In addition to failing to satisfy the elements to pursue a claim under 42 U.S.C. § 1983, the Court notes that Patrick has otherwise failed to properly invoke any basis for this Court to exercise jurisdiction over the subject matter of this case. The general rule is that a federal court obtains jurisdiction over subject matter only if the elements necessary to constitute diversity of citizenship are present under 28 U.S.C. § 1332 or if the cause of action arises under the Constitution, laws, or treaties of the United States under 28 U.S.C. § 1331. Because Patrick has not alleged any claim for relief under the Constitution or laws of the United States, he has not invoked the Court's federal-question jurisdiction.

Also, to properly invoke diversity jurisdiction, a plaintiff must allege that the amount in controversy exceeds $75, 000 and that he is a citizen of one state while the defendants are citizens of another. See 28 U.S.C. § 1332(a)(1). Complete diversity of citizenship is required; a district court cannot exercise diversity jurisdiction if the plaintiff shares the same state citizenship as any one of the defendants. See Whalen v. Carter, 954 F.2d 1087, 1094 (5th Cir. 1992) (citing Strawberry v. Curtiss, 7 U.S. 267 (1806)). A corporation is deemed to be a citizen of the "State... by which it has been incorporated and of the State... where it has its principal place of business...." 28 U.S.C. § 1332(c)(1). The principal place of business is a corporation's "nerve center, " or the place where a corporations' officers direct, control, and coordinate the corporation's activities. Hertz Corp. v. Friend, 599 U.S. 77, 92-93 (2010). In this case, Patrick listed a Dallas, Texas address for himself, and an Arlington, Texas, address for Jad Autos. Patrick has not asserted any facts to support jurisdiction on the basis of diversity of citizenship between him and the Defendant.

Based on the foregoing, the Court recommends that all claims under 42 U.S.C. § 1983 be DISMISSED WITH PREJUDICE under authority of28 U.S.C. §§ 1915(e)(2)(B). In addition, the Court recommends that all claims be DISMISSED WITH PREJUDICE for lack of subjectmatter jurisdiction to the right to refile in federal court.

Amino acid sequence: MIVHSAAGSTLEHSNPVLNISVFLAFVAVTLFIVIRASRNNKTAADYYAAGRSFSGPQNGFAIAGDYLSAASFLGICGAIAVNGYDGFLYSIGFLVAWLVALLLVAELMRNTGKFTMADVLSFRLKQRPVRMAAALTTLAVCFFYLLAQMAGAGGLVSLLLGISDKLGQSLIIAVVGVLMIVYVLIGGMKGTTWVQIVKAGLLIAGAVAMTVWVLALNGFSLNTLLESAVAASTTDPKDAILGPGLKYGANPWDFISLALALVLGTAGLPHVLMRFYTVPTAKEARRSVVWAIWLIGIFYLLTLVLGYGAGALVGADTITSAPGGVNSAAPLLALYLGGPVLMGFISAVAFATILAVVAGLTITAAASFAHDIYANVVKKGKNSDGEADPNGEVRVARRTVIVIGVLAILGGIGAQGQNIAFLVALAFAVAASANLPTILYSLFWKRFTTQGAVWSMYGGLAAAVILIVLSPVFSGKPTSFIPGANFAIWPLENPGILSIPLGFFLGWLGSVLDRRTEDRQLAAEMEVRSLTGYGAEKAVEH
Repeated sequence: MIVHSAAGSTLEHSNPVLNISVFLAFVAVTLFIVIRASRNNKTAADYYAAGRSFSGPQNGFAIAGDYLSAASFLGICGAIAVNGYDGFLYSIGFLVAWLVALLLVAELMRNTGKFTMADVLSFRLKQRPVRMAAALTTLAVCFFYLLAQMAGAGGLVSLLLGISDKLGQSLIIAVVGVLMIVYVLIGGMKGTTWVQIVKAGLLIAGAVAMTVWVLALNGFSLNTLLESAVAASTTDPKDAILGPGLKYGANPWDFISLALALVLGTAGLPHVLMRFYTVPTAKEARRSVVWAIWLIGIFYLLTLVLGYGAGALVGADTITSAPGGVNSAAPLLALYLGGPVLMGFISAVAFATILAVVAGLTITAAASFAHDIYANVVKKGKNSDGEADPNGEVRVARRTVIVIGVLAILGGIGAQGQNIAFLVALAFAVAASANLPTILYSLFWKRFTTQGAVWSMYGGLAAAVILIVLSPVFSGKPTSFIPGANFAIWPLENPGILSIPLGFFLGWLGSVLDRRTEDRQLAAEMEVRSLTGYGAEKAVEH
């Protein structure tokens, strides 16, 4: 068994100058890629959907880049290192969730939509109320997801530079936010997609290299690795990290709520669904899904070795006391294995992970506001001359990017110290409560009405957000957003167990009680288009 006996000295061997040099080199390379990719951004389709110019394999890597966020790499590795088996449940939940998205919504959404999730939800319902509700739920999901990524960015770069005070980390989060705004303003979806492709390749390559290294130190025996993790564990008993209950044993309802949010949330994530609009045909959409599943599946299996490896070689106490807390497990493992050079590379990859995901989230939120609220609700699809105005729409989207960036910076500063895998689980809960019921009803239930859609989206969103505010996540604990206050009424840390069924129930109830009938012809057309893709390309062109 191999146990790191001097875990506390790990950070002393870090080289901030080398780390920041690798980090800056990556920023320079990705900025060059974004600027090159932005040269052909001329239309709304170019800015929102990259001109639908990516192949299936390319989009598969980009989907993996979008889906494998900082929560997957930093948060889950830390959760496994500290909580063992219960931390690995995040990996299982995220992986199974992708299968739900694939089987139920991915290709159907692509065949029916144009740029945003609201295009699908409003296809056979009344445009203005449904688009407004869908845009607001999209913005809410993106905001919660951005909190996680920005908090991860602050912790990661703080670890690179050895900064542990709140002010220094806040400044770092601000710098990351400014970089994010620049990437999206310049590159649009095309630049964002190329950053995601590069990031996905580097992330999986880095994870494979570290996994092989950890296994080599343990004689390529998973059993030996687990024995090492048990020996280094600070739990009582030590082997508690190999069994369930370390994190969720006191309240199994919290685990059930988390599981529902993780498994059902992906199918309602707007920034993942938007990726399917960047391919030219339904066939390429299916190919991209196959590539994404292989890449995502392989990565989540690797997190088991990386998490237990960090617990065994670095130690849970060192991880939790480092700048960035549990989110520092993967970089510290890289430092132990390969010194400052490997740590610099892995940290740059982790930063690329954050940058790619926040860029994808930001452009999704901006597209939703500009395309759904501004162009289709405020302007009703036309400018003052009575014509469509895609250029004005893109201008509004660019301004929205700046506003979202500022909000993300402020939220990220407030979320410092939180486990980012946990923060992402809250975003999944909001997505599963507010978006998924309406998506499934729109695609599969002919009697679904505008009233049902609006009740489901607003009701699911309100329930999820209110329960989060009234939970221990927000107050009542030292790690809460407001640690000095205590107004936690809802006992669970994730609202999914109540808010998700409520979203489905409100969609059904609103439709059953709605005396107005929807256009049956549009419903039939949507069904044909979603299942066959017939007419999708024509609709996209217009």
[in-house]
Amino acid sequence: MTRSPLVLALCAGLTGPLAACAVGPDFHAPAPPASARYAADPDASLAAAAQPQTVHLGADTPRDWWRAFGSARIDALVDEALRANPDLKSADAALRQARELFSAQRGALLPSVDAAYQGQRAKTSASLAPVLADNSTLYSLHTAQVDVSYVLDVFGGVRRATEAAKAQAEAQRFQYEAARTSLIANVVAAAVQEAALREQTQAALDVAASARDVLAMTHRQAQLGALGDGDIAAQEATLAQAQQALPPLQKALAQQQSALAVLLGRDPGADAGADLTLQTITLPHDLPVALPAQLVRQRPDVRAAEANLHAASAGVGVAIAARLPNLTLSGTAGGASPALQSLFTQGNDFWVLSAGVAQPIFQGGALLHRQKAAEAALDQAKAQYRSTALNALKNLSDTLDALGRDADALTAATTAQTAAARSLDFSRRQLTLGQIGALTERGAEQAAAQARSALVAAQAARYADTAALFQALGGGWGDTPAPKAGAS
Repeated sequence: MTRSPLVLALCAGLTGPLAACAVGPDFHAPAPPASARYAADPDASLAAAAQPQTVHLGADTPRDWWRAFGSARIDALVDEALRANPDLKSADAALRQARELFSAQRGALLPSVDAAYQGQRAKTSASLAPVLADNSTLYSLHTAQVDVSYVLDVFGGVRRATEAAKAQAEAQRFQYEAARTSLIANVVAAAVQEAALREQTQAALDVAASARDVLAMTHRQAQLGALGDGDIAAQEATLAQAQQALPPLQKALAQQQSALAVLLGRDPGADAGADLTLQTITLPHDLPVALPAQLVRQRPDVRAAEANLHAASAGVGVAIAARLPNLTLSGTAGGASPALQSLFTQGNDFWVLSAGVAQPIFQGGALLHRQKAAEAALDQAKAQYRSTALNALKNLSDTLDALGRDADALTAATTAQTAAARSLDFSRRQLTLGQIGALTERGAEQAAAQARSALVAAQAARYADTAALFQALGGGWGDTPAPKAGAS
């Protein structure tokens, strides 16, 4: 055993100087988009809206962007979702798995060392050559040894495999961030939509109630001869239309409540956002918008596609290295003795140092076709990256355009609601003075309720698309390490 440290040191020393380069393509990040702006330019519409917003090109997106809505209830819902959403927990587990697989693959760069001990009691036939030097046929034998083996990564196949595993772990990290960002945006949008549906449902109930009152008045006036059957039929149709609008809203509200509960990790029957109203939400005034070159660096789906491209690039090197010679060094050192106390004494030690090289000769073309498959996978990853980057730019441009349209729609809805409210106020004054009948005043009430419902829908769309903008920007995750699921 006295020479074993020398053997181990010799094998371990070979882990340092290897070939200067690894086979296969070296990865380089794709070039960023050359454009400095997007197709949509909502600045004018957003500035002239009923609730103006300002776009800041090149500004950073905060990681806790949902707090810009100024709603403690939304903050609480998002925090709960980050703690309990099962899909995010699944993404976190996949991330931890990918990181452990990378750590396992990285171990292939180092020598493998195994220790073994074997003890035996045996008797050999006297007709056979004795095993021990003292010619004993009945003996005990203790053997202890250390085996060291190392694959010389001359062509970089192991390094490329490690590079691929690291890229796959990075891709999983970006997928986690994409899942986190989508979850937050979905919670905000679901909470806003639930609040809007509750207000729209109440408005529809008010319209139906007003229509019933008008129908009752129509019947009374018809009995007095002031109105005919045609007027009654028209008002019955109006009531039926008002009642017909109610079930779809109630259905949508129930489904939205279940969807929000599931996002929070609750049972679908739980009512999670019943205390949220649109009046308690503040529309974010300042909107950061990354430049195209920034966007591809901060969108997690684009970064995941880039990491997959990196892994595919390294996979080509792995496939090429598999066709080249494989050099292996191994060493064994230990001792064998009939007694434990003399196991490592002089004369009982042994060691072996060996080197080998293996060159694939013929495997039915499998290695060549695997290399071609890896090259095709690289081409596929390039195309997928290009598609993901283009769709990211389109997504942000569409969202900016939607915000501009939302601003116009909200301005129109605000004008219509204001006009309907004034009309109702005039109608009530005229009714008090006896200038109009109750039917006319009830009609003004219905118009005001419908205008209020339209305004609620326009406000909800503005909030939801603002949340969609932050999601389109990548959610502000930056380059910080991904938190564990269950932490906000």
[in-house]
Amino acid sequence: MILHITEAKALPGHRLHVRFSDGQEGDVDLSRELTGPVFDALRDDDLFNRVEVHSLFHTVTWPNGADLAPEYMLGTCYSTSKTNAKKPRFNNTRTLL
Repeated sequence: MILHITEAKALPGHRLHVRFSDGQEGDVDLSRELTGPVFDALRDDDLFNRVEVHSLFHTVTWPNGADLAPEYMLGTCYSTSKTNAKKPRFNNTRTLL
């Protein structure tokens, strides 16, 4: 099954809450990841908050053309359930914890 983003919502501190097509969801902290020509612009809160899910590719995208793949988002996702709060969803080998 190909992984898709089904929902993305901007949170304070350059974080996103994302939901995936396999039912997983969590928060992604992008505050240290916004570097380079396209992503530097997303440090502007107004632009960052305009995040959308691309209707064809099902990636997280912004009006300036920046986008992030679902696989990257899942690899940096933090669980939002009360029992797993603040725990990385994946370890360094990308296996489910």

Under 28 U.S.c. § 636(b)(l), each party to this action has the right to serve and file specific written objections in the United States District Court to the United States Magistrate Judge's proposed findings, conclusions and recommendation within fourteen (14) days after the party has been served with a copy of this document. The United States District Judge need only make a de novo determination of those portions ofthe United States Magistrate Judge's proposed findings, conclusions and recommendation to which specific objection is timely made. See 28 U.S.C. § 636(b)(l). Failure to file, by the date stated above, a specific written objection to a proposed factual finding or legal conclusion will bar a party, except upon grounds of plain error or manifest injustice, from attacking on appeal any such proposed factual findings and legal conclusions accepted by the United States District Judge. See Douglass v. United Servs. Auto Ass'n, 79 F.3d 1415, 1428-29 (5th Cir. 1996) (en banc).


Under 28 U.S.c. § 636, it is hereby ORDERED that each party is granted until December 17, 2013, to serve and file written objections to the United States Magistrate Judge's proposed findings, conclusions and recommendation. It is further ORDERED that if objections are filed and the opposing party chooses to file a response, the response shall be filed within seven (7) days of the filing date ofthe objections.

It is further ORDERED that the above-styled and numbered action, previously referred to the United States Magistrate Judge for findings, conclusions and recommendation, be and hereby is ...